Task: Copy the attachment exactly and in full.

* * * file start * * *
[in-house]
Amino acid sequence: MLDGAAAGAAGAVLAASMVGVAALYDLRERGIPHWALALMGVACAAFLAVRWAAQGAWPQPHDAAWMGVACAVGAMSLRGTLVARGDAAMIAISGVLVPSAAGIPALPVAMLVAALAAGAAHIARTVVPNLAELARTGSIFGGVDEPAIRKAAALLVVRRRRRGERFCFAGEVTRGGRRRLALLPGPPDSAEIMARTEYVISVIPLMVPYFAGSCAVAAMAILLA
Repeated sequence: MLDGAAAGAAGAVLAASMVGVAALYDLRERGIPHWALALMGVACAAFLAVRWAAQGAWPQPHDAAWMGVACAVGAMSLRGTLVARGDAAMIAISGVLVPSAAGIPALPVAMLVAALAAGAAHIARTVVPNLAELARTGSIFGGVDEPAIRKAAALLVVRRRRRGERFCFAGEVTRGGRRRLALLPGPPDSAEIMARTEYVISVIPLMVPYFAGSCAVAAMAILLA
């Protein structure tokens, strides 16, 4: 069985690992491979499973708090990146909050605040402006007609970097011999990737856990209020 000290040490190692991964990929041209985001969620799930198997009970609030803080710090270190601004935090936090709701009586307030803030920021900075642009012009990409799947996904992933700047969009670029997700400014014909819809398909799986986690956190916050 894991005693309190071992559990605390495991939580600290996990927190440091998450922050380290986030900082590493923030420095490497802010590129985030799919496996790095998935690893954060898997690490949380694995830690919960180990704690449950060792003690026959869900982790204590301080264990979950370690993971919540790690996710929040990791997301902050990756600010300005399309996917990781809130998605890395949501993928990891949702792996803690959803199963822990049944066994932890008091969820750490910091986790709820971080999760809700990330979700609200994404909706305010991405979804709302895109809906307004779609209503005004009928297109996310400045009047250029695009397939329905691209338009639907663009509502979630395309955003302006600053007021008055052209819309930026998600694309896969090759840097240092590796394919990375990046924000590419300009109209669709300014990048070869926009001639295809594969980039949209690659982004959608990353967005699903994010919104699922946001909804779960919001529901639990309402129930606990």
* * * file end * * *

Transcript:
[in-house]
Amino acid sequence: MLDGAAAGAAGAVLAASMVGVAALYDLRERGIPHWALALMGVACAAFLAVRWAAQGAWPQPHDAAWMGVACAVGAMSLRGTLVARGDAAMIAISGVLVPSAAGIPALPVAMLVAALAAGAAHIARTVVPNLAELARTGSIFGGVDEPAIRKAAALLVVRRRRRGERFCFAGEVTRGGRRRLALLPGPPDSAEIMARTEYVISVIPLMVPYFAGSCAVAAMAILLA
Repeated sequence: MLDGAAAGAAGAVLAASMVGVAALYDLRERGIPHWALALMGVACAAFLAVRWAAQGAWPQPHDAAWMGVACAVGAMSLRGTLVARGDAAMIAISGVLVPSAAGIPALPVAMLVAALAAGAAHIARTVVPNLAELARTGSIFGGVDEPAIRKAAALLVVRRRRRGERFCFAGEVTRGGRRRLALLPGPPDSAEIMARTEYVISVIPLMVPYFAGSCAVAAMAILLA
């Protein structure tokens, strides 16, 4: 069985690992491979499973708090990146909050605040402006007609970097011999990737856990209020 000290040490190692991964990929041209985001969620799930198997009970609030803080710090270190601004935090936090709701009586307030803030920021900075642009012009990409799947996904992933700047969009670029997700400014014909819809398909799986986690956190916050 894991005693309190071992559990605390495991939580600290996990927190440091998450922050380290986030900082590493923030420095490497802010590129985030799919496996790095998935690893954060898997690490949380694995830690919960180990704690449950060792003690026959869900982790204590301080264990979950370690993971919540790690996710929040990791997301902050990756600010300005399309996917990781809130998605890395949501993928990891949702792996803690959803199963822990049944066994932890008091969820750490910091986790709820971080999760809700990330979700609200994404909706305010991405979804709302895109809906307004779609209503005004009928297109996310400045009047250029695009397939329905691209338009639907663009509502979630395309955003302006600053007021008055052209819309930026998600694309896969090759840097240092590796394919990375990046924000590419300009109209669709300014990048070869926009001639295809594969980039949209690659982004959608990353967005699903994010919104699922946001909804779960919001529901639990309402129930606990």